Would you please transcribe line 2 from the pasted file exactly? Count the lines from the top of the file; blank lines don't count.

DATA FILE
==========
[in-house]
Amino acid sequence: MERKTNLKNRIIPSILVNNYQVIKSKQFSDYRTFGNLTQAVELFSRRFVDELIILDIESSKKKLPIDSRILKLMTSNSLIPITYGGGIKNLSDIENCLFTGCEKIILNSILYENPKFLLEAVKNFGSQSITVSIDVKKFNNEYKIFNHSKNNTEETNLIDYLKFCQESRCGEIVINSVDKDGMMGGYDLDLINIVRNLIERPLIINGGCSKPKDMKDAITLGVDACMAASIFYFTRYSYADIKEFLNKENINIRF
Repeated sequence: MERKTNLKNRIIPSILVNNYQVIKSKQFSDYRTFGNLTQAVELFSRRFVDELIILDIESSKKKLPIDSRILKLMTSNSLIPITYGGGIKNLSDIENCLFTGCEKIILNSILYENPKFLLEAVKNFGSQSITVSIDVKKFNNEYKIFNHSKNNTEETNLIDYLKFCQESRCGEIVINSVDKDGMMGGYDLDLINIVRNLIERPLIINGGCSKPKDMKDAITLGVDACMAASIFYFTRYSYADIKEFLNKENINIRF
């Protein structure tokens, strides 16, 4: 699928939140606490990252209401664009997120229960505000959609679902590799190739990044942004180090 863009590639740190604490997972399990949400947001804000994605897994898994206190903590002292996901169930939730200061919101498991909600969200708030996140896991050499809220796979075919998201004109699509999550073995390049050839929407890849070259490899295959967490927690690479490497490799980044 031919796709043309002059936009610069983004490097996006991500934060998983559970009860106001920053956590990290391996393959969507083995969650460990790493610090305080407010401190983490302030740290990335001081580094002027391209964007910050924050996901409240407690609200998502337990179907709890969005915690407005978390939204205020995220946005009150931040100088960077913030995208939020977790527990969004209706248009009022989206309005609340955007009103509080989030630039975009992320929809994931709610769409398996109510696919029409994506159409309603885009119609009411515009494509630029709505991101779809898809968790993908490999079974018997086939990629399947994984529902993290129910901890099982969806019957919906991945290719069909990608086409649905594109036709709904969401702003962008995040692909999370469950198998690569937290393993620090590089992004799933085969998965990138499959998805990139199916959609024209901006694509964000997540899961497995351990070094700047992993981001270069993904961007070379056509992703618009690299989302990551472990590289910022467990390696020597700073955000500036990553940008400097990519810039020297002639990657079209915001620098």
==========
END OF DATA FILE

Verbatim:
Amino acid sequence: MERKTNLKNRIIPSILVNNYQVIKSKQFSDYRTFGNLTQAVELFSRRFVDELIILDIESSKKKLPIDSRILKLMTSNSLIPITYGGGIKNLSDIENCLFTGCEKIILNSILYENPKFLLEAVKNFGSQSITVSIDVKKFNNEYKIFNHSKNNTEETNLIDYLKFCQESRCGEIVINSVDKDGMMGGYDLDLINIVRNLIERPLIINGGCSKPKDMKDAITLGVDACMAASIFYFTRYSYADIKEFLNKENINIRF